This year, please consider a gift that may ignite a budding passion or career! The families and children we serve are often excluded from activities they cannot afford. For example, tickets to an Atlanta Hawks or Silverbacks game, the movie theater, Zoo Atlanta, or the Georgia Aquarium allow them to experience events they may never otherwise experience without your help. Finally, please share this information with your neighbors, friends, and congregations. Your generosity and thoughtfulness go a long way with our families.


Feel free to download and share the PDF version  or the JPG version of our 2017 Christmas Wish List.
UMCH_Christmas Wishlist_2017.indd










Contact our Christmas Coordinator at christmas@umchildrenshome.org or (404) 327-5856 for additional information.

UMCH Wishes Foster Parents Robert and Gloria Osborn A Happy Retirement

Robert and Gloria Osborn
UMCH Foster Parents


Robert and Gloria Osborn have lovingly fostered more than 75 children over the past 19 years. The Osborn’s are deservingly retiring soon and The Children’s Home wishes this special couple a very happy retirement. The Children’s Home mission is to restore children and families from trauma through Jesus Christ. Our mission cannot be fulfilled without the Osborn’s dedication to fostering, along with our several other wonderful UMCH foster parents.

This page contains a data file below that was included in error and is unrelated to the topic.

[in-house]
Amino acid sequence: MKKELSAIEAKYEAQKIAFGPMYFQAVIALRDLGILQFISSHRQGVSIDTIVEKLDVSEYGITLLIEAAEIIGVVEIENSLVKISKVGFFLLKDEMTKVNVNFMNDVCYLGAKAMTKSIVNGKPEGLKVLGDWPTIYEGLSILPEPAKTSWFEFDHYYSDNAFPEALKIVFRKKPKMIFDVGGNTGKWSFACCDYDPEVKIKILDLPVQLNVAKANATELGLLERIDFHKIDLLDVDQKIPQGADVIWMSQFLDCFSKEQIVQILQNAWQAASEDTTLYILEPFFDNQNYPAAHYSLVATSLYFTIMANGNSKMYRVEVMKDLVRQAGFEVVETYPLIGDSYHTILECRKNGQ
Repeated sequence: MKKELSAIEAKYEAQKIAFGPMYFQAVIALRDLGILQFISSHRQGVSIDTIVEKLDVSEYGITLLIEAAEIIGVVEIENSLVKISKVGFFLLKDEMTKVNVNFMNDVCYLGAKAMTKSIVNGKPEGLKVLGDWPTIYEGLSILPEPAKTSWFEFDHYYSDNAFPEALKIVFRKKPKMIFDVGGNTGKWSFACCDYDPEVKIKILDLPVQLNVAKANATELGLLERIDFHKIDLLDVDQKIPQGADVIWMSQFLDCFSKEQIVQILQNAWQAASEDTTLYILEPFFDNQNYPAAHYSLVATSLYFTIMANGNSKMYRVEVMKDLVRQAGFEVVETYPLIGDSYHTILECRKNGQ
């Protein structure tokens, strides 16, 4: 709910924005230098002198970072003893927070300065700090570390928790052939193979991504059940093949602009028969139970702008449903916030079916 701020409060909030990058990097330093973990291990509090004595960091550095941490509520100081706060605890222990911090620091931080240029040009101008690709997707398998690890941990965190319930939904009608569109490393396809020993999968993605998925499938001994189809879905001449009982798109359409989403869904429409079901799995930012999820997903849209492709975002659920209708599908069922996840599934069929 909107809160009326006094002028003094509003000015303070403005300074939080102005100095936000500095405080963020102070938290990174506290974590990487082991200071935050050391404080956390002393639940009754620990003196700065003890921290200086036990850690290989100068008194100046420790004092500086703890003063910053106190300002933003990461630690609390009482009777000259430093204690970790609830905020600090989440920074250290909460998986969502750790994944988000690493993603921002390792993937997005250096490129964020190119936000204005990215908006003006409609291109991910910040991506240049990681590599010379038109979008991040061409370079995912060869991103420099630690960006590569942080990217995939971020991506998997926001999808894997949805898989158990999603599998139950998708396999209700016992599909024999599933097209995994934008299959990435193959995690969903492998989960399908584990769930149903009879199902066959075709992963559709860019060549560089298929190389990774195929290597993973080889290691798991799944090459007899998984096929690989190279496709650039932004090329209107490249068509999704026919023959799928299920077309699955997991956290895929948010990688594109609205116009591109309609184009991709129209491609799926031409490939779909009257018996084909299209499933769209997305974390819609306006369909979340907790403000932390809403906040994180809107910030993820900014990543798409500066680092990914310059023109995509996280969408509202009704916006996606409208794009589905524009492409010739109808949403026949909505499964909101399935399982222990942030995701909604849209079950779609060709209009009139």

Today marks the last day of National Foster Care Month. The Osborn’s were featured in the spring 2017 edition Signposts that highlights three long-standing foster parents and their dedication to the ministry of fostering. As The Children’s Home wishes Robert and Gloria Osborn a happy retirement, we treasure their parting words of wisdom as shared in Signposts.


Robert and Gloria Osborn apparently like big numbers. They’ve been married for 45 years, have been members of the Ray of Hope Church for 30 years, and have seen 76 foster children come and go out of their Ellenwood home over the course of the last 19 years. The last one just left, when the child transitioned to another family for the purpose of adoption. But that doesn’t mean Robert and Gloria, who are both retired, are going to sit back and rest on their laurels. They continue to be active with The Children’s Home, supporting other foster parents, participating in training sessions, and, most importantly, serving as an example for future foster families as well.


What called you to become foster parents?